The ooze continued to bubble as I removed the sheet to flip the mushrooms. It seemed… more ominous. I had a bad feeling about it but wanted to stay on target, so I shifted as many mushrooms as possible away from the expanding Chthulu-like maple monstrosity.
Sliding the sheet with deliberate slowness back into the oven and setting the timer for a conservative eight minutes as opposed to ten, I dismissed my misgivings as nonsense whilst returning to my show.
My nose first alerted me around the five minute mark.
A distinct wisp of grey smoke from the direction of the stove soon followed.
Flailing off the couch with pinwheeling arms and nearly losing my legs out from under me, I hightailed it the ten feet to the kitchen and dragged out with my oven-mittened hands… well.
Scroll down just a little and see for yourself.
Witness now the travesty. The two continents of creeping maple magma had congealed into blackened igneous stone upon a placid silver sea, leaving the poor stranded fungi wailing for a help that will never arrive… or arrive too late, in my case.
A mycological study of Pompeii, complete with smoke and fire and bodies buried beneath the ashes. Behold the destruction.
Thoughts running through my head at this point:
- Double poop.
- What in the heck happened?
- Not my mushrooms! I just wanted bacony goodness…
- …is that smoke?
- OPEN A WINDOW RIGHT NOW!
Thank the spaghetti monster that on that day high winds blasted through town, because I avoided by the thinnest thread dangling from a ladder to wrestle with my wailing klaxon of a smoke alarm by throwing open every window in the apartment, just in time.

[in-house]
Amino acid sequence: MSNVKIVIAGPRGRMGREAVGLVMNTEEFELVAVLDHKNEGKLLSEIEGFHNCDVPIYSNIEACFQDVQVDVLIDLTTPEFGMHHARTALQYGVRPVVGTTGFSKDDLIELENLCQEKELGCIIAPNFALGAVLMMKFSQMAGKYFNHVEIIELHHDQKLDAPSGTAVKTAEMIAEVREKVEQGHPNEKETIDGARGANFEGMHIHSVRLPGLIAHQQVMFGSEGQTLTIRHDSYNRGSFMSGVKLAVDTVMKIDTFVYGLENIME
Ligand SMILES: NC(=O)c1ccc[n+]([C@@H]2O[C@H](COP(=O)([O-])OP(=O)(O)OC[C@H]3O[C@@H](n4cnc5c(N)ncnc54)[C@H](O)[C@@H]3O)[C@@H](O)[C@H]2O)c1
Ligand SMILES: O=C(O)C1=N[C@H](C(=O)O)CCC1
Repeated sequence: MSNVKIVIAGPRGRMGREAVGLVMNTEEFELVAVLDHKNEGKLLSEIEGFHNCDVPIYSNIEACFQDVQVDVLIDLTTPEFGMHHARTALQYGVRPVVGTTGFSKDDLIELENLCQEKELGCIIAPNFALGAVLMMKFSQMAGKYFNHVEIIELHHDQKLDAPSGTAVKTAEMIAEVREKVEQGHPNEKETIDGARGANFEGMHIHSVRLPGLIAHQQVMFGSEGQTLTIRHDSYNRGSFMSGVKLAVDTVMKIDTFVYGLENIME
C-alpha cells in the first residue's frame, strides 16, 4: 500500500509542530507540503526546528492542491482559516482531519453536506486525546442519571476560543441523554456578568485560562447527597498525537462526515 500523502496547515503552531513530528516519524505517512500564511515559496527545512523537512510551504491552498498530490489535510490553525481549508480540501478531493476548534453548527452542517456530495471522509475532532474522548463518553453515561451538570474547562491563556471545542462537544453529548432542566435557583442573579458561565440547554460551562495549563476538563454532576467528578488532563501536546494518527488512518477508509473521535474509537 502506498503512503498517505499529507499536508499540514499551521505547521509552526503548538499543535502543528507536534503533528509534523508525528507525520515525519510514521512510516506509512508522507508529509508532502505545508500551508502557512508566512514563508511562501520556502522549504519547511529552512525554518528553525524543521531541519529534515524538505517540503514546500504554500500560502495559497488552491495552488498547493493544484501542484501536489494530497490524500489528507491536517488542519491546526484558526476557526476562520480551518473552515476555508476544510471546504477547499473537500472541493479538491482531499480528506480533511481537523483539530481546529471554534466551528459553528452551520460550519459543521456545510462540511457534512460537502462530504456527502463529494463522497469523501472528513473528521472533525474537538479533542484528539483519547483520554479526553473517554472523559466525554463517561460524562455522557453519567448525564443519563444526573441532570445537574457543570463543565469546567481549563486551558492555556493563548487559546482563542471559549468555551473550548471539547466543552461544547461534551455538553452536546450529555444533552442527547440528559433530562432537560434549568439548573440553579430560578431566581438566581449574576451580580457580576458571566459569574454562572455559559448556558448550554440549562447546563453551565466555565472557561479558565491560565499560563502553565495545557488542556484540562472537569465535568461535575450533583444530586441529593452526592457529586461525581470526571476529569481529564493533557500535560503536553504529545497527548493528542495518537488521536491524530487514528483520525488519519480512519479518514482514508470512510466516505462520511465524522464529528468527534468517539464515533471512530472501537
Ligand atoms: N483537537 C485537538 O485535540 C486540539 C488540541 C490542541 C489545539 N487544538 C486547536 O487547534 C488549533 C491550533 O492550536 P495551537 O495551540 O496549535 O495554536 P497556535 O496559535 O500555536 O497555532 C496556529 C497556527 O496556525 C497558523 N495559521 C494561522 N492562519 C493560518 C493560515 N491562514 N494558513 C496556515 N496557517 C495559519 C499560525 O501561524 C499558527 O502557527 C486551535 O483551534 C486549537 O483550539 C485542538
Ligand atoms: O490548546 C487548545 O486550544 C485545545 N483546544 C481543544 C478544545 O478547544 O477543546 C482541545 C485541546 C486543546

The good news?
The sugar-ruption remained contained on the pan, within the confines of the aluminum foil. No harm done to the pan itself or the oven, thank goodness.
The bad news?
The mushrooms initially appeared beyond help and not salvageable. This bummed me out more than anything, because I had no way of knowing when I could find pink oysters available for purchase again. While not super expensive, I didn’t want to waste a whole batch, even in the name of foodie science.
Clearly the maple syrup. After some continued digging online as the pan cooled off and the smoke dissipated safely, I realized that the bubbling had been a clear warning sign that the syrup was about to burn. However, the mushrooms would take around twenty minutes to cook per the recipe, while the syrup went nuclear around halfway, so my method was doomed from the start.
As it turned out, the pieces that avoided the maple lava flow remained tender and had absorbed just enough of the spices, oil and sugar to develop some super neat flavors. In fact… they tasted like super crispy bacon, but still soft.
Based on what I could safely munch on (only a few pieces, darn it all), I’d consider my hypothesis at least partially proven?
When I try this again — and yes, I absolutely will try it again — I intend to follow the exact same steps, but with one key difference.
Instead of adding the maple syrup at the start as a drizzle over the mushrooms, I will wait until near the end of the full bake time (say, fifteen minutes in, so five minutes before completion) and brush the syrup on the pieces with a spatula.
Five minutes seems like a good window to allow for caramelization rather than burning, and I can keep an eagle eye on the pan during those last few minutes to see if anything shifts sideways again.
Keep an eye out for the next iteration — who knows, maybe I’ll actually be able to put it into a recipe for you at that point?
Don’t burn the syrup!